Iola Daily Register And Evening News from Iola, Kansas on March 8, 1933 · Page 1
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Iola Daily Register And Evening News from Iola, Kansas · Page 1

Iola, Kansas
Issue Date:
Wednesday, March 8, 1933
Page 1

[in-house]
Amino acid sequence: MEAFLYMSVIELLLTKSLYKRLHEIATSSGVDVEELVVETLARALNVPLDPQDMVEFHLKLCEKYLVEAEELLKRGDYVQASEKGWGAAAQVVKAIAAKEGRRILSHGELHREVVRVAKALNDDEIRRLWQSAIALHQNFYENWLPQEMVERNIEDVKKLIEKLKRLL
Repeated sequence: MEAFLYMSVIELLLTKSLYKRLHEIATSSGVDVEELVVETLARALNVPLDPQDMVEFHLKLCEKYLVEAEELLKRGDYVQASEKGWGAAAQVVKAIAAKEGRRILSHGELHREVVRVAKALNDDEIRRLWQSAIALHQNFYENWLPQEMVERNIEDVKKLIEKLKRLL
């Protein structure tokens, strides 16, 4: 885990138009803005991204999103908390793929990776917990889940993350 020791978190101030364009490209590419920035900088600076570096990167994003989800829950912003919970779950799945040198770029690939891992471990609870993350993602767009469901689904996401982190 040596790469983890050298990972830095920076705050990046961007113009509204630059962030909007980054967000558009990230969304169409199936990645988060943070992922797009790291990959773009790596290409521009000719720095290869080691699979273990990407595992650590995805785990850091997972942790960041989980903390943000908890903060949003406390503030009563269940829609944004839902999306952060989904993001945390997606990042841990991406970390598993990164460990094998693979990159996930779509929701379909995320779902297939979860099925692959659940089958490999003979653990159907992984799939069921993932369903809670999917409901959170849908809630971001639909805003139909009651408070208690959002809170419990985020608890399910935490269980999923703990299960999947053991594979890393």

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C 0 M H . TpPEKA .KATO. i VOLUME XXXVI.^No. 112. Successor to The lola Daily Register, The lohi Daily Record, aad lols Dtily Iiidaz. lOLA, KAS., WEDNESDAY EVE>aNG, MARCH^, 1933. The "Weekly Register. Established 1867. • The lola Daily B«eister. Established 1897. FOUR PAGES CITY SET FOR PRIMARYyOTE NEXTTUESDAY Announcement of Boards Completes Preparation for Pol! 15 IN THREE RACES Most Interest Centers in Results of Contest: for Finance Commissioner KIDNAPEKS "NEXT DOOR TO DENVER; POLICEMAN. ' with the announcement today of election boards, the necessary preparations • for lola's primary^ which is to be held next Tuesday-were virtually completed. Vacancies on .tho board of city commissioners and the Iota school board,are to be filled !frora the candidates who survive the primaries. The office of treasurer •<.'i the school board must also be 'iecided at the election. Most Interest is centered in the results of the race for city fUiance comml .Mloner. Seven candidates are entered and lower utilities rates appear to be tho blgKest issue. All of the seven favor strictest economy in city Kdvcrnnient. Tho^candidates: J, D. Buchanan, O. W. Holmes, C. L. Hoyt (the Incumbf-nt). Mllford D. . Lunglcy. R. I. Mnther, F. B. Murdoch, and E. D. Shields, ; All of the wven have been resident* of lola for ten years or more, and each l.s considered well qualified , for the position, even by hla opponents. The two candidates receiving the greatest number of votes will go to the election. A Formality Only. The primary vote on members of the school board, however. Is In reality but a formality since there Denver, Colo., March 8. (AP) -rLlke every other patrolman in Denver J earl V. Satt looked and looked and looked for kidnapers of Chaifles B6ettcher n. He lojoked for 16 days, but he didn't look next door. And ihat is where, say . the police, the abductors had their Denver i headquarters. Satt sat stunned when he heard Vem Sankey, escaped kidnap leadei^ suspect, had occupied the house next to his since last December. He viras practically overcome when he learned the little boy; who uskl to play with his small! daughter, was the son of San- i key., I • . . i CEMENT PLANT AT HUMBOLDT ACCIDENT-FREE Highest Honors Accorded Monarch for Safety Record in 1932 STONE TROPHY SOON 'Thousand Day Club" the Next Objective of Humboldt Plant FORMER PASTOR IN lOLAISDEAD The R^v. Henry Coe Culbertson a Presbyterian Minister MI .SS Grace Nelson, formerly of lola but! now a resident of HlUs- boro, Ohio, writing to her friend Mrs. Travis Morse, encloses a clipping from thb Cincinnati Times- Star under date of March 3 -which will be rcad~ln lola with deep Interest. It follows: "The Rev. Henry Coe Culbertson, 59. natlv(i Clnclnnatlan, died Thurs- drty night at Lorraine, O., according to word received here Friday by relatives land friends. He had been in ill health for some time. "The Rev. Mr. Culbertson, graduate of the University of Ciliclnnati, was kno«-n as a preacher, lecturer, author and college president. He are three positions to be filled and ' ^i'tLw.f?^'^ "^^''i^ ^ •h„t «:iv rnnHirtntP.q ninninff Conse- 1 Culbertson and Mrs. Sarah Pogue culbertson of Cincinnati. Following pn the election ballot since by law two candidates must be chosen for each vacancy. : The situation is identical regarding the race for treasurer of the board. Both Jess C. Benson and Ciene Harrison will survive the pri- hiary and will oppose .each other at ehe election. • The sixth man to enter the race for a board position is Ralph Steijh- enson. Shell filling station and toUr- Ut cabin camp operator. A native Of Allen county and a resident! of lola for a number of years, Mr. Stephenson is widely knbwn and liked in lola. : Mr. .Harrison, who. as did Mr. Stephehson, announced his candidacy just tinder the deadline last iyeek. is the owner of the Harrison ijootery on the soutli side of the square And ha^ been identified with the business, life of lola for several years. He is married and has two't'es, the: Rev. Mr. Culbertson was chlldreii. j the author of two books, "Evolution but six candidates running. Conse- „^ .fluently all six names will appear | J^j^* ^^^^j^j^ University of hniint :.inr. hv Cincinnati he attended the Coliun- bia Law {School and the University of Chicago. "His fli^t pastorate, as a Presbyterian preacjier, was In lola, Kas., until 1907- From then until 1917 he was president 'ot the College of Emporia, anjd from 1918 until 1921 was president of the Ripon (Wis.) College. Prom 1923 until 1925 he served as pastor! of the PljTnouth Congref gational Church, Los Angeles. Cali, and late- was pastor of the Miesa Congregational church. He held a pastorate in Borraine at the time of his death. "During the World War the Rev. Mr. Culbertson was chief of the section oif Go-operating Organizations. U. S. Food Administration, Washington, ri. C, and In 1918 did lecturb. work In ]FYance for the Y. M. C. A. "In addition to his other actlvl- Boards Annotmced. The election boards, made public by City Clerk T.'E. Shanahan. follow: I : ; . First ward—Mrs. Mary Long. C, C, Sloan, O. L. CuUisoii, Levi Steele, 15. F. Frasier; : Second ward—Nettie Houston. C. L. Cowan, D. U. Burtnett, W. T. Seymour. Mrs. Frances Coleman. • Tliird ward—I. E. Stout, Clarine Hansen, Mrs. Louisa Cowan, Earl Pepper. L. E. Davis. Fourth ward—Mrs. Leila McMurray. L. A. Tweedy. W.. G. Schaeffer, Evelyn Harris, Mrs. Jack Evans. Fifth ward^. E. trotter. J. T. Helps Christianity" and "Songs of the T^-elve Apostles." "He leaves his widow and two .sons. Ah-angements were being, made Friday for the burial, which will be In Cincinnati." As noted above Dr. Culbertson came to ;Iola as a very yoimg man, to his first pastorate. He was full of enthusiasm and energy, in every way likeable and attractive, and the people of the Presbyterian church and of the town generally Ijecame greatly attached to him. It was under his pastorate, and lai-gely through ; his personal efforts, that Highest honors in the cement industry have been won by the Humboldt plant of the Monarch cement company as a result, of operation throughout 1932 without a single lost time accident, according to an announcement made in Clilcago today by the Portland Cement association. In recognition of this achievement, a large cast stone trophy will soon be erected on the grounds of the plant. Thlfi award, one of the most Unportant in the field of industrial accident prevention, means that tho Humboldt plant successfully overcame all of the hazards of a hazardous business for a full calendar year. In announcing tho safety trophy award, J. B. John, chairman of the cement association's committee on Accident Prevention,! said, "This means a good deal more than honor—although the honor Is great. It means that Superintendent O. P. Mitchell and his staff have worked hard and relentlessly; It means that every man ha* been on the alert all the time. And it means that In the Depression year of 1932. not a man at the Humboldt plant lost a penny from his pay envelope as the result of an accident." A DangeroOs Occnpatlon. On the completion of additional accident-free years, the record will be engraved on the face of the trophy. The manufacture of cement, officials point but, involves the use of explosives, high temperatures, heavj- grinders and other equipment requiring care and alertness In operation.. - Through careful training and high standards of workmanship, the cement industry [has succeeded in eliminating much of the danger formerly associated {with the work. Only four <>th«- cement rdants in the whole United States won similar first honors in 1932. First honors, doubly dlfBcult to attain because of the stipulation that cllnker- bufTiing must be in operation for half of the year, are particularly significant at this time, when most cement mills are not operating on full schedules. Re-awards of the. safety trophy, which stipulate a somewhat shorter period for clinker burning, were announced for 38 American cement plants, , . • After Next Mark. The workers at the Humboldt plant, with the most difficult safety hurdle behind them, are settling themselves to maintain the pace and to qualify for membership in 'Thousand Day Club," the ex- Federal Agents Ordered Away From Speakeasies Government .Enforcement Frinn Now on Will Be Directed Against Manafacturers and Transporters of Illegal Liquor, Direct<Hr. Woodcock Says. j Washington, Mar. 8. (AP)—The bureau of prohttution directed its agents today to specialize on eradicating the sources of liquor supply and'io k-ave the problem of speakeasies to the states. In making this known, the director of the prohibition bureau- Amos \V. Woodcock—said It was made necessary b>- the fact that the appropriation bill for the next fls- cal year provided no funds for tiie piurcliase of evidence against qjcak- easies. , , Restrictions on activities of prohibition- agents were written into the supply bill for the justice department by congress at the recent session. In addition, the amount for prohibition enforcement was reduced from $10,250,000 for the present fiscal year to $8,440,000 for the 12- month period beginning July l. ' In passing the bill first, the house adopted amendments by Representative Tinkham (B. Mass.)-prevent- KIDNAPERS FLEE TOWARDCANADA Two Sought for Boettcher Abduction Believed Heading No^h Denver. March 8. (AP)—Carl W. Pearce. 36, one of the four persons held on federal charges of kidnaping Charles Boettcher II, wealthy broker, con-. fessed today, police said. : to WTiting all notes sent Boett- chers multimillionaire father demanding $60,000 ransom paid to effect the broker's release. the Denver, Mar. 8. (AP)—The ever- widening search for the abductors of Charles Boettcher, n. spread across the International line into Canada today. Tv6 of six persons against whom kidiiaping charges hiave been filed in United States district cburt", are beUeved by Chief of Police' Albert T. Clark of Denver to be fleeing this country. They are Vem Sankey, 41. named by police as the' probable leader of the gang which held the 31-year-old wealthy broker captive more than two weeks and then collected $60,000 ransom for his safe, and Gordon Elkhom, alias Gordon Best, 33. Police said both men formerly livi ed in Canada and were employed by the Canadian national railway. They were belleifei;! by officers to have started the Ir flight from the vlciiflly of Sankeyjs ranch, 18 miles nortn- cast of Chamberlain, South Dakota, where Arthur Yoimgberg, 37, one of the six charged, was arrested. The house has been identified by officers, through descriptions given by Boettcher, as the place where he was held during ransom negotiations with his multi-milllonah-e father, ing wire tapping, and prwenting the use of federal funds lor the purchase of liquor for consum^ion by. agents for the purpose of' olftaining cYldence. | "The great bulk of cony)laints which reach this office ancjl reach tlie field offices are In regard to speakeasies," Woodcock said in a statement this forenoon. "In the future the officials of this bureau must refer such complaints, in the main, to the local authorities. It is to make this fact clear tliat this statement is made. "Since the bureau will concentrate its attention upon the sources of supply in the future, it should be much more effective against them. "A very careful study will be made of the operation under the new plan and.I have<no doubt that the bureau should prove Itself equal to meet this new situation. ">^Tiile it will not operate very effectively against speakeasies them- ^ives, it should operate much more effectively In the future than in the past upon the sources of supply of huch tpcakeasles. "If the local authorities care to assume their share of rcspohslblUty it would seem tliat the restrictions congress has, in Its" wisdom, placed in the law, will effect a fairer distribution of responsibility than has been possible under mere administrative action. i, "The new plaji of operation will also enable us to reduce thej force after July 1 to conform t4 the smaller appropriation without so much loss to enforcement. "I confidently believe this bureau can be made to operate more effi- clentlv under the new plan j than the old." AVhen the enforcement fund legislation was before the house. It also adopted an amendment by Tarver (D. Ga.) preventing the payment of funds to informers for evidence. Later the senate modified the language to make it posslblle for agents to purchase Uquor for evidence when specifically ordered by the prohibition director, but stipulated that it could not be consumed. BE EXPANDED IN NEW PLAN ROOSEVELT GOING AFTER USELESS BUREAUS. NO FEDERAL SCRIP Wn.L BE ISSUED, LEADERS SAY LOCAL PAPER MAY PASS Permission for Emergency Currency Must Be Obtained First A total of $20,000 hi lola clearing house certificates—scrip —v.ill be available In lola when, and if, its issuance is authorized by Secretary Woodin of the trcasuiy. Forms from which the ( emergency , currency will be printed are! already on the presses awaiting the final order from the association. Local bankers said today that they were "marking time" until state and national authorities designate what courses are open to thcni. Washington, Mar. 8. (AP)—PUihs sped forward today foi[ expansion of the nation's currency to obviate the general use of scrip during the national emergency, in which President Roosevelt will keep a firm hand upon the banking system. 1 At the White House, the treasury and the capltol, the chief executive aind congressional ; and financial leaders worked at the remedies th will be employed'to relieve the situation. i Prom these word emerged this afternoon that the president would retain his control of the nation's banks until permanent legislation has been enacted; that this.program would be expedited through the special session wliich meets tomorrow; and that no national plan for the use of scrip was contemplated, but that its -use would not be for-, hidden in communities and sections where special conditions called for Washington. Mar. 8. (AP)— High government officials today said President Rooisevelt will ask the new congress this week to grant him the widest authority possible under the Constitution to effect immediate economies in government costs. The request will be especially directed at the veterans' com^ pensation. Under the president's plan, it was stated, he would ask for authority to review all cases relating to veterans, and power to merge major departments and cut statutory appropriations, j It is planned that the requeit be linked with a plea that io further restore confidence, government costs be'^ sharply reduced and brought within the Income if possible.: The authority Mr.' Roosevelt plans to ask for Is broader thain that contained in the economy provisions of the treasury-post office supply bill which became law with Herbert G. Hooverf's signature Saturday when he retired as president. ; Abolition of the Home Loaii Bank board is looked for and many commissions today were described to., bd standing on "shaky foundations," among them the Inter-Americari High commission, the International Boundary commission, the American Marine Standard committee, the United 8tate&.acograph- Jc board, tho Wool Utilization committee and others. elusive gr^p of cemenr'p/cliucers ^^^^"^1^,.^"*=^^^ Klinginsmlth. J. F. Little. Mary S. [ the church erected its new building. Ctray. Margaret Larremore. Sixth ward—Mrs. Scott Green, F. He went from lola, after a pas- jtorate of nine years, to the presi- A. Bicknell. Mrs.Lora BejTOOur, O. j dcncy of the CoUege of Emporia, Q. Miller. A. R. Statler. School district 10—Jas. E. Frazier. Mrs. G. F. Moore. Fred lumer, Mrs. Katie McKarhin. Mrs. C!has. Morrell. TinEVES ROB SHAMROCK INN Police Find Xo Trace of Persons Gettlnj Little Casn. :Tliieves entered the Shamrock Inn on South Wadiington last night and escaped with! a small amount of cash, about $2.' while Miss Ruth IJean. operator of the beauty shop ^-iibove the inn heard them In the act. Police reported ; that Miss Dean w-as so ner\-ous when she telephoned for help that she failed to aslc the operator to connect - her with the police office. The operator, they • Slid, imable to determine what the difficulty was. called the police and told them that something w[as WTong at the. Inn. ; When police arrived, however, the Intruders, or Intruder, had departed, leaving no clues which the officers could discover. Miss Dean was aljone In the building at the time of - the robbery. WEATHER and ROADS and there he did a great work. Hte not only: greatly expanded the work oi the college and built up its atr tendance, but" he gave it somehow a fine spiritual atmosphere and created a remarkable'esprit de corps on the jDart of student body and faculty. The rest of his life story Is told in the above clipping. Dr. Cullsertson was married twice. His first, wife, "by whom he had two daughters, and from whom he was divorced; was Miss Mabel Freeman who have a record of a thousand consecutive days or more of accl^ dent-free operation. Of interest to lolans. and without detracting, in the slightest from the credit that Is due the Humboldt plant, is the fact that the lola Lehigh Portland plant holds the record of the entire United States for accident-free operation. The local institution received an award, similar to the one given the Monarch plant, in 1827, for having completed the calendar year previous to September 3. 1927, without a single; lost-time accident, and local officials point with pride to the fact that there has not been a single lost-time accident la the plant since that time. His second wife, by whom he appears to have had two sons, is not known in lola. Nothing is known here regarding his Ulncss except what appears above. FORMER lOLANS IN NEW YO'RK Visit of I Vernon L«masters Recalls Names Familiar Here. FOR KANSAS: Generally fair ftind c<rficr tonight; Thursday in- cfeasing cloudinessi i . Temperature — Highest yesterday, 60: lowest last night. 34; normal for today,' 41; excess jl'esterday, 1;. excess since Januaryl 1, 465 degrees; tills date last year, highest, 15; lowest. 0. i . ' Precipitation for the 24 hours ending at 7.a. m. today. .00; total for this,year to date. 3.90; excess since January 1, .38 inch. . , Relative humidity at 7 a. m. to- ^ day, 87 per cent: barometer reduced ; P^">'to sea level, 29.86 inches. /;Sun rises, 6:44 a. m.; sun sets. 22 p. m. JKaa «ias Weather and Dirt Roads. pittsbulB, clear, roads gfaod. Topeka, clear, roads muddy. Arkansas City. Wichita, clear, ^/(T»ads good. Emporia, clear, roads rough to muddy. Ottawa, clear, roads.fair to.good. Manhattan, clear! rmds soft. Coffeyville, clear, roads' good. The recent visit of Vernon Lemasters to lola from his home In Mt. Vernon, N. Y., was a reminder that a number of formerly-of-Iola people are now gathered In that pleasant suburb of the great city. Among them are Ernest Davis, lola's celebrated concert singer; Hairy Koch, formerly connected with the old Kansas Portland and now vice-president of the International Cement Corporation; H. H. Muehlke, an official of the lola Portland Cement company and now treasurer of the International; Claude JPeters. cashier at the old lola plant, who married a sister of the late: Senator W. A. Thompson. Mr. Lemasters himself was stationed at Havana. Cube for a number of j-ears, but returned to New York when the C^ban cement plant was shut,down. He Is now assistant treasurer of the International Com- r ?ntecostal Revival Services On; The public is invited to attend revival services which are now being conducted at the Pentecostal church. Second and Neosho, by the Rev. James B. Burrell. The pastor, the iRev. J. A- Dunham announced today that the meetUigs will be held every evening. ' WILLIAM L. HAVEKOTTE DIES Taflor Formerly with the Globe Snccnmbs Unexpectedly. William L. F. Havekoite, a tailor in lola since 1924, died early today after suffering a stroke of apoplexy yesterday evening. He had returned to his hovae at 420 East Jackson after speiraing the day working In his shop, and was stricken quite unexpectedly. Mrs. Katherine Havekotte, his widow, survives as do a daughter, Mrs. Homer Diehl, Navarre, Ohio, and a son, C. E. Havekotte, Kansas City. No fimeral arrangements have been made yet. Mr. Havekotte came with his parents to this country when he was a boy. During his residence In lola he was a tailor for the Globe clothing company but at the time of his death was operating a shop of his own on West street, west of the Palace shoe store. A native of Germany, Mr. Havekotte was 63 years old at the time of his death. Clark, directing the hunt, said he believed the two were heading Into Canada to change into Canadian money the "hot" $60,000 in United States currency the gang received for liberating the scion of a pioneer Colorado family a week ago. They were paid with $5, $10 and $20 marked notes. Besides the tvfo still at large, and Yoimgberg, whO has waived extradition and is being returned here, these are named in charges filed by Ralph L. Carr, United States district attorney': Mrs. Ruth Kohler, 39; Mrs. Vem Sankey, mother of two children and Carl Pearce, 36. All are held In jaU here. Carr said the charges are among the first filed under a new federal statute known as the "Lindbergh law," which allows a federal judge virtually unlimited authority to Impose heavy sentence upon conviction. "The prosecution will be pushed vigorously," Carr declared. "Under the new law; the federal judge may impose any sentence up to life. Capita] punishment Is allowable if the victim dies during the kidnap­ ing." Carr added "the proseifutlon had a good case." It was understood i mass of evidence collected by (3hief Clark as well as,, federal officers who have been working ^retly on the case, had been placed at his disposal; ! Although no warrant had been issued for his arrest on the charge, authorities at Regiha, Bask., said Sankey had been sought there for questioning after the robbery of the Albert street branch of the Royal Bank of Canada In February. 1931. Chief of Police Martin J. Burton,-of Reglna, did not know Elkhom. IP YOU MISS THE BEOISTEB CALL 197 OB 530. MILK DEMONSTRATION GIVEN College Specialist Talks in Schools and Before Dairymen. D. M. Seath. dairy extension specialist,of the Kansas state coUege, Manhattan, gave a demonstration on milk in the senior high school this morning and in the junior high school this afternoon. He was introduced by Dan Braum, coimty farm agent. The demonstration consisted of exhibits of the substances contained in milk and of slides illustrating the value of milk. At 1:30 this afternoon, Mr. Seath address the market milk men of tlie cmmty ia Memorial baB. CARBON MOUNTAIN OFF AGAIN Meandering Monnd Near Dnrango Shifting Hourly. nurango, Colo., Ma'r.. 8. (AP)— With a roar that could be heard for miles. Carbon moimtam, Colorado's shifting peak, awakened to renewed activity during the night. Measurements, revealed nearly 35.000.000 Jtons of rock and earth are moving'down the mountainside at the rate of 19 Inches an hour. Where the mountain first split last fall, there is now a deep canon. What a few months ago -was a comparatively smooth surfaced mountain <jovered with d^nse growths of oak brush and cedar trees. Is now chaos and destruction. Himdreds of fissures have been torn thortigb the solid rode aad eax^ ment by several hundred thousand dollars. Referring to the restrictions plac- eA In the appropriation, bill against parchese of evidence. Woodcock said: ' "Since no evidence is purchased except intoxicating liquor, the pro- l /vLso prevents the bureau pur- Chasing intoxicating liquor whether is consumed or not. j ^In the old days of enforeoqient there were undoubtedly abuses in respect to the purchase and icon- sumption of intoxicating liquor. •Tu September of 1931, I made an order which proliibitcd the con- su .T .ptlon of any Intoxicating liquor imless previous efforts to obtain evidence had failed, and unless the consumption had been approved by the administrator in advance. • "The present restriction prevents the purciiase of any liquor whether It is consumed Or not. "There have been two methods In use in securing evidence against speakeasies, one of the observation method, the other the method of the Investigator making a purchase himself. ••In the observation method the investigator goes into the speakeasy and reports what he has seen. "I have never understood why this method would not be effective in any court. '•The fact is, however, that it Is effective in only a few jurisdictions. "I think therefore that thej effect of the present restrictions against the purchase of, any liquor for evidence will make it virtually Impossible for the bureau to be effective against speakeasies in most Jurisdictions. There Is of course the manufacturer and the transporter, which I have always thought to be the I proper objective for the federal bpreau. "The bureau under the nejw restrictions must confine itself almost entirely to this type of violator. "It is probably] a good, thing in the long run because it will tend to focus attention upon the respon-; siblllty of local authorities upon speakeasies and similar violations and make our work more effective by fixing a more definite objective." it to be employed. „ , J _ ^ I I Each locality using scrip i would Congress also reduced the budget lijave to be permitted to do;so by estimates for prohibition enforce- j Secretary Woodin. ' i After a meettog with Mr. Roosevelt, Governor Ritchie of Maryland siaid no federal scrip would be Issued hut he planned to go ahead with its issuance in his state, where needed. Reserve Notes Permitted. ; There were no details as to the form of currency expansion ; that would be empl(^ed, but it *as pointed out that under existirig law federal reserve banks are permitted to Issue currency backed by government securities. I Federal" reserve currency could be exp£.nded 2 bililon dollars, if the banks took full advantage of the Glass-Steagall law and have sufficient government bonds to put up as security above the 40 per cent gold requirement. j The law permits federal reserve banks to put up government securities to the face value of 60 per-xent of the currency they issue, and requires that the other 40 per cent cpllateial bie gold. The old law required a 40 per cent gold backing and a 60 per cent backing of eligible (commercial) paper. I On March 3, federal reserve banks had issued 3,865 million dollars of federal reserve notes. Backing this they had 2.180 mU- Iton dollars of gold. 1.032 million dollars of commercial paper, and 662 million dollars of govenmient bonds. Reports to the treasm^ show that the banks actually hold about 220 million dollars more gold than they have up as security for cturency or a total of approximately 2,400 million dollars. Using the entire 2,400 million dollars gold as 40 per cent seoirity, the banks may, if thiey hold sufficient, government bonds to make up the remainder of thie collateral, issue roughly a total of ajpproxlmately 6 billion dollars in currency. Since the banks In the last 13 montliS have been tavestlng theh: fimds chiefly in government securi- R. C. CALDWELL IS DEAD. to the White Hoase for a confer-j ence with the president on tho banking situation, said he. bcllevecl the emergency banking prograni could be put through In three days', Robinson said the first day of the session beginning tonion^w would be devoted to receiving \ae presi-j dent's message and organizing. { The Democratic leader said he had conferred with house leaders and all was set to push through thej emergency^ recommendations of the president. The senate Democrats have adopted a drastic caucus rule to enable them to get action quickly. Under it. two-thirds of the 58 Democrats will constitute a caucus and a m&ii jority of the caucus can bind th^ party to support an executive pro-i posal. ; I Under-Secretary Ballantine ex-j plained at the treasury after Sedre-| tary Woodin's conference that whil^ the "general use of scrip .was not cbn-f templated, the -plan being worketj out there, would permit It 3 use ii^ sections where; special emergency conditions demanded such a me- diimi. - -• : Each city using scrip, however would liave to obtain the permissioi; of Secretary Woodin before it car be put into circulation. : In the house. Chairman Steagall; of the house banking committee said he favored a "one hundred per cent guarantee of bank deposits fbr the sound" institutions and moderate inflation of the,currency. ! "We ought to guarantee the de-' posits in sound, banks and ought to let the people know the weak banks." said the Alabama Democrat, who will handle President Roosevelt's banking legislation in the house .x Steagall predicted that a law. guaranteeing bank deposits would; be enacted. '"Telegrams arc eoming In from coast to coast in support of a guarantee bank deposit law," he said. The house in the last congress passed the Steagall guarantee bank; deposit bill, but It died in the senate. Steagall said that he would poti favor a "uniform banking system that would eliminate state banks. Speaker-nominee Ralney said President Roosevelt's eniei'gency legislation would be expedited in the house but/that he doubted whether' action would be taken tomorrow unless specifically requested by Mr. Roosevelt. The Illinois Democrat said the session would continue only for a few days and that congre^ would recess until April unless unforeseen events would necessitate it remahi- ing in session. PRESIDENT WILL HOLD REINS ALL THROUGH CRISIS Roosevelt Does>J«Iot Intend To Relinquish Sweeping Powers PLEA TO CUT COSTS New Attitude Toward Press . Washington, Mar. 8. (AP)—Aban- tue o-r^A fW=..« o»« c «»,«n ,i nu- ' doning long-time custom and dlsre- ^1^.^.^^^,f,^!J^„^i°fi^.„H^!! warding the advice of some close to Resident of This Area Since 1876 to Be Buried Tomorrow. R. C. Caldwell, resident of Anderson and Allen counties since 1876, died late Monday at his home in Bayard of a heart attack, according to word received here today. The funeral will be held tomorrow at 2 p. m. In Mildred,and burial will be made in KIncaid.! In his many years of residence in the two counties. Mr. Caldwell had established a wide acquaintance, and his passing will be noted with deep regret by his many friends. OHLFEST TO SUPREME COURT Elsmore Banker Appeals Conviction To State Court. (Special to Th-Register.) Topeka, Mar. 8. (AP)—A. F. Ohl- fest, former Elsmore banker, appealed to the supreme court today from his conviction of violating the state banking laws. He was found guilty in district court In lola on two counts and was sentenced by Judge Frank R' Forrest January 7 to from one to five years on each of the counts, the sentences to ran concurrently. 8 billion dollars of long; term bonds outstanding, treasury officials believe they would have ho difficulty whatever tn expanding the circulation to the full maximum permitted under the "law. More Expuisloa Possible. At the same time national banks could expand their currency by about 840 million dollars under the provisions of the Borah-Glass amendment attached to the home loan bank law. The banks imder this amendment are permitted to Issue currency up to a maximum equal to their capital stock and back It with government securities bearing not more than 3% per cent Interest, Though there were 3500 mlUlon dollars such securities outetanding the capital stock of the national banks at the time the amendment was adopted amounted to 1,600 million dollars. The banks at that time had outstanding 666 million dollars of currency and shice that thne theyhave taken advantage of the amendment to the extent of 156 million dollars. The figures were given In round niunbers and officials said that there still remained an expansion of approximate^ 839 millioh dollars of whl<* the national banks could avail themselves. Combhiing the possibilities of the two acts federal reserve and national banks of the nation could expand nearly 3 billion dollars in currency as rapidly as the details could be rushed through the treasury. Speedy Action Seen. Senator.; Robinson of Arkansas, Democratic leader, before going him. President Roosevelt in his first conference with newspapermen since entering the 'White House today, boldly cast aside restrictions that have covered presidential relation with the press for more than a dozen years. For half an hour he answered direct questions of more tlian 100 reporters. Each man first was introduced. Then leaning back In hi-f chair, the president outlined his pli ..Ts regarding conferences with reporters.! Among conditions he laid down- was! one that he was not to be quoted directly without specific permission and then with a written copy of his remarks to insure against error.; Laughing, the president expressed the hope the other conditions he outlined would be adhered to, saying he did not want to revive, the Ananias: club. Mrs. Roosevelt, in a maroon dress with a cream velvet collar, canie in as the conference .started and whis-! pered in her husband's ear. She told him their son, Elliott, • was: about to leave for Wyoming and h< would have to enter the room to bid his father goodbye. Mr. Roosevelt smiled and nodded. Elliott, tall and broad shouldered, came !i quickly, shook bands with his fatlier ' and left. The queries came in fast sequence. The president replied to most of them, virtually all on the banking Message Tomorrow Will Outline Plans for Balanced Budget Washington, Mareh 8. (AP)— President Roosevelt intends to continue his command of the national monetary situation until permanent legislation is possible. A new proclamation is due on Thursday night when the present holiday ends to continue the broad power of the president over the banks. In his message to the special ses« sipn of congress on Thursday, Mr. Roosevelt will a-sk for broad powers to meet a situation that Is changing from day to day. Because of the swift moving developments the president feels it is impossible to lay down i Immediately the broad banking reform program he has In mind. Therefore, after congress receives his emergency program on Thursday, he win continue ^Is personal control, over the banks pending the completion of a permanent plan to be submitted probably in two or three weeks. Favors Reserve Notes. While scrip may still be resorted to, to Jive people currency during the banking respite, the president la inclined to beheve that a sounder and more feasible way can be worked out now! He apparently la relying on the plan put forward last, night by the New York Federal Re-' serve bank for additional use of federal reserve notes based on the Impounded gold. pe will call in congressional leaders late today to talk over plans for the special session. He is willing that congress recess for two or threo weeks alter taking its emergency ac- tldn on Thursday to permit the drafting of a more definite and permanent program. It was very definitely hinted today at-the White House that Mr. Roose- vnlt will also include in his message to congress on Thursday a sweeping government reorganization proposal as.'the.first step in the drive to balance the budget which he has urged in:the past. In his new proclamation on Thursday night the president intends to keep the door closed on the gold in American vaults. . Every effort to relieve the distress incident to the American banking holiday is to be considered but Mr. Roosevelt plans to keep tljie national -gold supply safe in vaults until he'feels the situation is in hand. An Informal Interview. The views ot the busy chief executive who assumed office last Satur- liay noon with the banks of the na- tioh closed, were given Informally todp^y by him to nc\i-spapermert who jammed his office. Dressed in blue suit and blue tie, Mr; Roosevelt, cheerful as ever, shook hands with each of the correspondents and then parried question and answer with them. He ruled out all -written questions and told lewspapermen ho was ready to discuss with them in a familiar way all government problems. : He said he would not guarantee to answer all questions; for various reasons but he did .answer all that were put to him today and almost without exception these related to the trjing economic situation. Mr. Roosevelt, however, did hot perpiit direct quotation. He made it plain that as a basis of sound- currency he plans to see thai the government does not go any further into debt. He has not yet started Ills message for congress and he does not expect it to be ready until diortly hefpre noon tomorrow when It will be sent to capltol hill. Mr. Roosevelt declined to discuss whether the United States was on or off the gold standard. K-*NSAS DRYS WELCOME TEST Prohibitionists Ask Landon to Sof- gest Repeal Vote. situation, with little hesitation. Several times his remarks caused a quick burst of laughter. He himself laughed repeatedly, at quips from the men packed artnind him. : Topekla, Mar. H'. (AP)—Declaring they welcomed a test of the question whether Kansas favors retention or repeal of the eighteenth amendn*.ent, a group of temperance leakers asked Governor Alt M- Landon |today to present to the leg- islabire ia rian for the election at dclcc^r^te^ to a convention to pass upon the repeal proposal. In n formal statement presented to the governor, the temperance leaders said It was their conviction the citizens of Kansas are "overwhelmingly dry." The group said thoy would welcome a test of tile quwtionr'in order that rumors and speculations may be positively answered, ind that all people may know that Kansas Is a pr^inler dry state." Governor Landon told the delegation he was In sympathy with the suggestion and that It conformed with his position that while he personally opposed the legalization of the liquor traffic and believed Kansas favored retention of the eighteenth amendment, the voters were . entitled to an expression on tlie Qiiestion. ' Call on Justice Holmes. Wasjhington. March 8. (AP)—In hpmage to Oliver Wendell op the ninety-second bh-thday of the-illustrious jurist, the president and Mrs. Franklin D. Roosevelt arranged to pay him a surprise visit at S:30 tills afternoon. ,.i ,i:i' ii